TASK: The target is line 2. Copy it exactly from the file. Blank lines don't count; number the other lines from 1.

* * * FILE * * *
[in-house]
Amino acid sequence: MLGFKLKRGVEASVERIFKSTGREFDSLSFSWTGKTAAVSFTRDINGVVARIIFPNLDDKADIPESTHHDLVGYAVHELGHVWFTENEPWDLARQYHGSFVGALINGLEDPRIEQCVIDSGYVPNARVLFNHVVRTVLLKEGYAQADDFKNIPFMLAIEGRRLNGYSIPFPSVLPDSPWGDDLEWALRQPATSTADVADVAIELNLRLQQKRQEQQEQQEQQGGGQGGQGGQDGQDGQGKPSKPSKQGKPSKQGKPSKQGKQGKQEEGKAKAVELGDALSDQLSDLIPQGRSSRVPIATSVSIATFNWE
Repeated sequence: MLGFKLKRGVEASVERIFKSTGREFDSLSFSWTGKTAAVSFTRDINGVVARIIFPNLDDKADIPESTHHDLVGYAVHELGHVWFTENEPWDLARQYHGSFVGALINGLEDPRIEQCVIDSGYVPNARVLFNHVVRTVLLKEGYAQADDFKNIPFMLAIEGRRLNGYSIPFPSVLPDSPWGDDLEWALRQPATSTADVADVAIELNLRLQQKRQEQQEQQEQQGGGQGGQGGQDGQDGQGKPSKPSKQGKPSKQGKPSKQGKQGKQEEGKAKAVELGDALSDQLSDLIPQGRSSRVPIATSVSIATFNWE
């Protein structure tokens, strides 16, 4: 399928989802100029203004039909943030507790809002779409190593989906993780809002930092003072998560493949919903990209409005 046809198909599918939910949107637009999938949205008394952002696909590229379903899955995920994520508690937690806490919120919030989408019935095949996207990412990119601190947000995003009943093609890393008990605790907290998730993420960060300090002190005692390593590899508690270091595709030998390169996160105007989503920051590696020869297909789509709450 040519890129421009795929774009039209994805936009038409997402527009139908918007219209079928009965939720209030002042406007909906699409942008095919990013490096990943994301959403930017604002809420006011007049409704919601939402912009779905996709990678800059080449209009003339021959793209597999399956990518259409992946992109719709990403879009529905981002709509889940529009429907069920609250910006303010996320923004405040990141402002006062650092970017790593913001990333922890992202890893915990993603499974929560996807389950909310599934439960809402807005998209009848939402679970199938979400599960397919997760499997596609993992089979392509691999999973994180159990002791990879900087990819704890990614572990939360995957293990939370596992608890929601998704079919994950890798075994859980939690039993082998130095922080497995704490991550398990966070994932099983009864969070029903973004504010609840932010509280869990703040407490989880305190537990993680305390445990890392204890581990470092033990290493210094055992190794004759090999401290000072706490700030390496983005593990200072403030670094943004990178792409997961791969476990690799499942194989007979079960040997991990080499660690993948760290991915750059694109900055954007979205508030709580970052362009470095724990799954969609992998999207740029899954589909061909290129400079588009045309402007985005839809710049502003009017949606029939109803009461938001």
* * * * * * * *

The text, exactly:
Amino acid sequence: MLGFKLKRGVEASVERIFKSTGREFDSLSFSWTGKTAAVSFTRDINGVVARIIFPNLDDKADIPESTHHDLVGYAVHELGHVWFTENEPWDLARQYHGSFVGALINGLEDPRIEQCVIDSGYVPNARVLFNHVVRTVLLKEGYAQADDFKNIPFMLAIEGRRLNGYSIPFPSVLPDSPWGDDLEWALRQPATSTADVADVAIELNLRLQQKRQEQQEQQEQQGGGQGGQGGQDGQDGQGKPSKPSKQGKPSKQGKPSKQGKQGKQEEGKAKAVELGDALSDQLSDLIPQGRSSRVPIATSVSIATFNWE